President Kennedy was assassinated on a Friday, and the following weekend happened to be one of those my brother and I spent with our father. He picked us up twice a month for visits, and I am not exaggerating when I say that the little girl who was me lived for these weekends. On Sunday, November 24, just before lunchtime, my father and I were sitting in the living room watching his black and white television. TV was seldom on during the day, but we were watching live coverage of the events as they unfolded. The assassination was shocking enough, but the fact that it had happened in our city was a matter of general disbelief. By then, the police had arrested a suspect, and we were waiting to see the prisoner transferred.
Reporters lined the halls of the basement of the Dallas Police Department. A camera was trained on Lee Harvey Oswald as he was led toward a waiting vehicle. My father and I were watching intently as Jack Ruby stepped forward, thrust a gun into Oswald’s side, and fired. We witnessed it in real time, as it was happening, as though we were there. Ruby’s back was to the camera; he was wearing a hat and a suit. I wouldn’t have recognized him even if he had turned around, but he was known to me as well.
By the time of President Kennedy’s death, my mother had remarried, and the Emergency Room at Parkland Hospital was a thing of the past. Her new husband was John Villarreal, an auto mechanic at Sewell Cadillac who occasionally played saxophone at Jack Ruby’s club, the Carousel. These gigs were preceded by intense practice sessions in our garage. Johnny never played saxophone in the house; he always practiced in the garage, undoubtedly because my mother preferred it that way.
She also preferred that our one car be available for her use at all times, so when Johnny played sax at the Carousel Club, we would pick him up at the curb beside the building in the early hours of the morning—Mother, my brother, my infant half-sister Lisa and me. We didn’t go inside because the club featured “exotic dancers,” and because we were dressed in our pajamas, but on at least one occasion Jack Ruby followed Johnny out of the club and onto the sidewalk. Grinning widely, he leaned through the open car window and introduced us to his weenie dog, Sheba. Not long after that introduction, our family got a weenie dog, too, a black dachshund named Pepper. (Like men, pets tended to lose favor with my mother. I don’t remember what happened to Pepper, but Johnny and mother divorced in 1966.)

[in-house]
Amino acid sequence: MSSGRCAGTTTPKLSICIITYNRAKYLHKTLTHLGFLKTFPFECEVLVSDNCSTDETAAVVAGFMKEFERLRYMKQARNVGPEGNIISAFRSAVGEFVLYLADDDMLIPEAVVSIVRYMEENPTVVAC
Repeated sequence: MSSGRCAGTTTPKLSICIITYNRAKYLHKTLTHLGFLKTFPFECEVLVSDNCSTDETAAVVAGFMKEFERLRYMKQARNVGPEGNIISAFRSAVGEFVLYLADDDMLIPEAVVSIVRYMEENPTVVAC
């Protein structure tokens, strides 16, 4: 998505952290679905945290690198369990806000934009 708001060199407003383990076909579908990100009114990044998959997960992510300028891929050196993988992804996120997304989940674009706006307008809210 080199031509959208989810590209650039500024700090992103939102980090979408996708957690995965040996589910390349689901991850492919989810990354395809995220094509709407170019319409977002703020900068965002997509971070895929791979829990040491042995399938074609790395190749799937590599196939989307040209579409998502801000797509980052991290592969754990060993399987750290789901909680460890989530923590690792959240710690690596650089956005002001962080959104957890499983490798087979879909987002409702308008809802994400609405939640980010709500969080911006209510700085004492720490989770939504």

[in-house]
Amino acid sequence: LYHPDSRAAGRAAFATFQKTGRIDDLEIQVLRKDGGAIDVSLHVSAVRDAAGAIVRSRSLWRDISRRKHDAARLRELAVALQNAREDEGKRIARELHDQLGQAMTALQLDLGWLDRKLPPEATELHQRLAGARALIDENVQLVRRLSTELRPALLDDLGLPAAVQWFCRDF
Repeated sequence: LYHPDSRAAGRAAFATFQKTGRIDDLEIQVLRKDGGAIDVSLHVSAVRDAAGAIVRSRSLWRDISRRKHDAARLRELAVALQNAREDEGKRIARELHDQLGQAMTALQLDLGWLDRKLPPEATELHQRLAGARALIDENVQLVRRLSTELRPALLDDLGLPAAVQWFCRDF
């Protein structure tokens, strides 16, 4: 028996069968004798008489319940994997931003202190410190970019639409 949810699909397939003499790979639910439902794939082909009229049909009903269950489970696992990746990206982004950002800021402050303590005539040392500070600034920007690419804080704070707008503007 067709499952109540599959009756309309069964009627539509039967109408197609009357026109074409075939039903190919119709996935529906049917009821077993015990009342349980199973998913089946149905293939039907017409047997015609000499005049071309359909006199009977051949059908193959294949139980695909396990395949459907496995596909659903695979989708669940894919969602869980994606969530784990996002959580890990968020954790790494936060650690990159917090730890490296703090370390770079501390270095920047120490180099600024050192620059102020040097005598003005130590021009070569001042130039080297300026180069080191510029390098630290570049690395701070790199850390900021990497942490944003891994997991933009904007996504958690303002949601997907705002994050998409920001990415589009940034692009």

One final bit of irony: In the summer of 1964, I received a scholarship to an evangelical church camp. (Mother changed churches as readily as she changed her domicile, and this particular congregation gave an annual award to a “deserving” child.)
I was excited at the prospect of a week in the woods, but my nametag identified me as Sharon Oard from Dallas, Texas. The other campers ostracized me as the “president killer.” As far as they were concerned, Lee Harvey Oswald hadn’t acted alone. He’d been aided and abetted by an eleven-year-old girl.